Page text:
What Is A Full-Spectrum CBD Extract?

Full-spectrum is a term that describes a product that contains a full range of cannabinoids and terpenes. Basically, it has all the good qualities of the plant, and not just CBD. If a high-quality extraction method was used, a full spectrum extract closely mirrors the original chemical profile of the plant.

But, don’t trust the label. A third party lab test will show the exact percentages of cannabinoid in the specific batch that you are purchasing. Reputable companies are more than willing to be transparent and make the test results available to you.

Keep in mind a full-spectrum CBD extract may still contain barely detectable trace amounts of THC, not to exceed the legal limit of 0.03%.

What Is A CBD Isolate?

When CBD is whittled down to a single molecule, the resulting isolate is a white powder that contains a high percentage (99+%) of CBD. Medical patients often add the powder to their food or drinks, but it can also be vaped since it’s a concentrate. It’s often added to MCT oil, but this should not be confused with a full-spectrum CBD oil.

Isolates should contain nothing except CBD. The plant’s naturally occuring terpenes are removed. However, because terpenes provide synergistic health benefits, some companies made add terpenes back into the CBD isolate. These These products are known as terpsolate.

What About Broad-Spectrum CBD?

Most broad-spectrum CBD products have a very limited cannabinoid profile. It’s most often used to describe CBD that has had all detectable levels of THC removed, even the 0.03 percent that’s legal. It’s the next best thing to a full-spectrum product for people that are sensitive to even trace amounts of THC.

Check The Lab Results

Not all CBD products are consistent, or even worthy of being called CBD. If you want a quality product, don’t buy the dropper bottle that’s sitting next to the cash register at the gas station.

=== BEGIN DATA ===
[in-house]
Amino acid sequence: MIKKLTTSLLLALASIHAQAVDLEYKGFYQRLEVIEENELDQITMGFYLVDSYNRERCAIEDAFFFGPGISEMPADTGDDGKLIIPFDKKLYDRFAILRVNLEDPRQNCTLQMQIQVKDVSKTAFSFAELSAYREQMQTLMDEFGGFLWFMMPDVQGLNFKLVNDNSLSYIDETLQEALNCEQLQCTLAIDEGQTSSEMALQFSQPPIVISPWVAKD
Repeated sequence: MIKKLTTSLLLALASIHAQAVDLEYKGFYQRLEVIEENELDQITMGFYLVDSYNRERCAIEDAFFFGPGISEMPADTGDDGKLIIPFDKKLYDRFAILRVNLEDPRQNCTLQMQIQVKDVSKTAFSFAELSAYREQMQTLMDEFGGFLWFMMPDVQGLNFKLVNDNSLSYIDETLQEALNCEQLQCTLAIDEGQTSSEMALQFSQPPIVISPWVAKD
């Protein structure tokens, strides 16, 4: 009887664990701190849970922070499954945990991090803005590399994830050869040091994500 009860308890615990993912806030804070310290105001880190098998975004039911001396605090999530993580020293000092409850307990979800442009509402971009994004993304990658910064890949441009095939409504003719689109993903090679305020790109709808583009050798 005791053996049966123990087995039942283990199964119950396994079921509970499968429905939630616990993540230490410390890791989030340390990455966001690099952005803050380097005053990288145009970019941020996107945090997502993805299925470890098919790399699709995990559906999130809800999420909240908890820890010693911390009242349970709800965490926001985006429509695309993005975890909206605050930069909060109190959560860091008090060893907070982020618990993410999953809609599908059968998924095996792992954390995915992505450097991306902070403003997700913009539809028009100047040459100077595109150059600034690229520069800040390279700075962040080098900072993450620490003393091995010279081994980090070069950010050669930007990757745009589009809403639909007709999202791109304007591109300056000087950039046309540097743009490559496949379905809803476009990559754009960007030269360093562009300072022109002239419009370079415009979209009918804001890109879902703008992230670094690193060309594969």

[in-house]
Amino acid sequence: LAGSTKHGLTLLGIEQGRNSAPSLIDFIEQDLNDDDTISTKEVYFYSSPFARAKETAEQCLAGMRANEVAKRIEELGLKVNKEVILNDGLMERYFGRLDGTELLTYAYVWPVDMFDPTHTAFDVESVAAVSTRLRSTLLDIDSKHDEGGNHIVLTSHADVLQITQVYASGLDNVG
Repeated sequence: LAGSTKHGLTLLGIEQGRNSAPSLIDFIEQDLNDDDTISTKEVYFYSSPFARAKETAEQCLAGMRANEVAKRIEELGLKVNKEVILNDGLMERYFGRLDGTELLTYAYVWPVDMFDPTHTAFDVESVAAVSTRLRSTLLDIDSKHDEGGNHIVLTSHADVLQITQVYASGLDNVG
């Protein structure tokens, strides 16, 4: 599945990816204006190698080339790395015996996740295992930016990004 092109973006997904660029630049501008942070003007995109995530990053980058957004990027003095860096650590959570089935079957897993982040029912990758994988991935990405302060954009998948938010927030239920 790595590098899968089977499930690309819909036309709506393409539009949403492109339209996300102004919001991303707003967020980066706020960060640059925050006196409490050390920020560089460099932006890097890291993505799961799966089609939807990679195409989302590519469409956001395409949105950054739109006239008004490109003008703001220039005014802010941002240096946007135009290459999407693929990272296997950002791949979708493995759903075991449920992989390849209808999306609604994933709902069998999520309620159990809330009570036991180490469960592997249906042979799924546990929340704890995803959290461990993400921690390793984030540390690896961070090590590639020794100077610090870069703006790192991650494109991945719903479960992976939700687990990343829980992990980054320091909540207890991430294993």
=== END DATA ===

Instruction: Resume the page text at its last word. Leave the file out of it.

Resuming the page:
Look for brands that provide lab test results at the batch level. This means that the exact batch that was produced and is in the CBD product that you are purchasing has been tested.

Here are some examples of what full-spectrum, isolate, and broad-spectrum lab tests look like.

BlissHerbal’s Full-Spectrum Tincure has a link to the the lab test results for the batch that you are buying. You view it online right on the product’s description page, without having to ask to see it.

CBD Isolate

The CBDistillery sells a crystalline CBD isolate powder that was extracted entirely from the mature stalks and stems of industrial hemp plants. An image of the cannabinoid profile shows that it contains 100 percent CBD.

Broad Spectrum

Green Roads sells a broad-spectrum CBD oil which lab tests show are free of even trace amounts of TCH.

In conclusion, the only way to know what’s in your CBD products is to look not at the label, but at the test results. Companies will do anything and everything to get you to buy their products. But when it comes to your treating your health concerns, the best method for choosing which CBD product to buy comes down to the third party test results.